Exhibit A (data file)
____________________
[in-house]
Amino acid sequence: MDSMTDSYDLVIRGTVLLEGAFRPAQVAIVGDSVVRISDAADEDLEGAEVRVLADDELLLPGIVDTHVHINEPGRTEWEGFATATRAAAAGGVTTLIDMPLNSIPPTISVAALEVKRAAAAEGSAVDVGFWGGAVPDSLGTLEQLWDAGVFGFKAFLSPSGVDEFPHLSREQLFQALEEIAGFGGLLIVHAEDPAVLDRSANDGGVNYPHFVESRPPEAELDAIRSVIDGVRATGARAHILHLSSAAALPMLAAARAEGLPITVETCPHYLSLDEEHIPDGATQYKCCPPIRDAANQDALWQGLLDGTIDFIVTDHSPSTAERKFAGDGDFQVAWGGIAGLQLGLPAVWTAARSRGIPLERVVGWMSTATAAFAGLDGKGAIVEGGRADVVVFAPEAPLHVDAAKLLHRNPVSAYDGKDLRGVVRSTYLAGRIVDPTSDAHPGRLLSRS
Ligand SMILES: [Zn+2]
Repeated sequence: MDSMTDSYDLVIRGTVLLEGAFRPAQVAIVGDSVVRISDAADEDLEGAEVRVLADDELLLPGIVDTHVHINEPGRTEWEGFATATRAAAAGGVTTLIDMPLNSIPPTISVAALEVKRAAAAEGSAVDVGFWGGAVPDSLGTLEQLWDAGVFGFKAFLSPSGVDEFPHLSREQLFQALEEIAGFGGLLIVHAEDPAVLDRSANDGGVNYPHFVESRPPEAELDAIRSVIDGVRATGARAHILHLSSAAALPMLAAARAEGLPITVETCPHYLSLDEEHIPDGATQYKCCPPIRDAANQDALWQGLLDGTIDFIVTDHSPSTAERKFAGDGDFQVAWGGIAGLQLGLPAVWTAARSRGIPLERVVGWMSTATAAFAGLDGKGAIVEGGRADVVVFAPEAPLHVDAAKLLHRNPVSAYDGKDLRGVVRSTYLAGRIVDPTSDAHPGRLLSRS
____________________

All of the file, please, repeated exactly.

[in-house]
Amino acid sequence: MDSMTDSYDLVIRGTVLLEGAFRPAQVAIVGDSVVRISDAADEDLEGAEVRVLADDELLLPGIVDTHVHINEPGRTEWEGFATATRAAAAGGVTTLIDMPLNSIPPTISVAALEVKRAAAAEGSAVDVGFWGGAVPDSLGTLEQLWDAGVFGFKAFLSPSGVDEFPHLSREQLFQALEEIAGFGGLLIVHAEDPAVLDRSANDGGVNYPHFVESRPPEAELDAIRSVIDGVRATGARAHILHLSSAAALPMLAAARAEGLPITVETCPHYLSLDEEHIPDGATQYKCCPPIRDAANQDALWQGLLDGTIDFIVTDHSPSTAERKFAGDGDFQVAWGGIAGLQLGLPAVWTAARSRGIPLERVVGWMSTATAAFAGLDGKGAIVEGGRADVVVFAPEAPLHVDAAKLLHRNPVSAYDGKDLRGVVRSTYLAGRIVDPTSDAHPGRLLSRS
Ligand SMILES: [Zn+2]
Repeated sequence: MDSMTDSYDLVIRGTVLLEGAFRPAQVAIVGDSVVRISDAADEDLEGAEVRVLADDELLLPGIVDTHVHINEPGRTEWEGFATATRAAAAGGVTTLIDMPLNSIPPTISVAALEVKRAAAAEGSAVDVGFWGGAVPDSLGTLEQLWDAGVFGFKAFLSPSGVDEFPHLSREQLFQALEEIAGFGGLLIVHAEDPAVLDRSANDGGVNYPHFVESRPPEAELDAIRSVIDGVRATGARAHILHLSSAAALPMLAAARAEGLPITVETCPHYLSLDEEHIPDGATQYKCCPPIRDAANQDALWQGLLDGTIDFIVTDHSPSTAERKFAGDGDFQVAWGGIAGLQLGLPAVWTAARSRGIPLERVVGWMSTATAAFAGLDGKGAIVEGGRADVVVFAPEAPLHVDAAKLLHRNPVSAYDGKDLRGVVRSTYLAGRIVDPTSDAHPGRLLSRS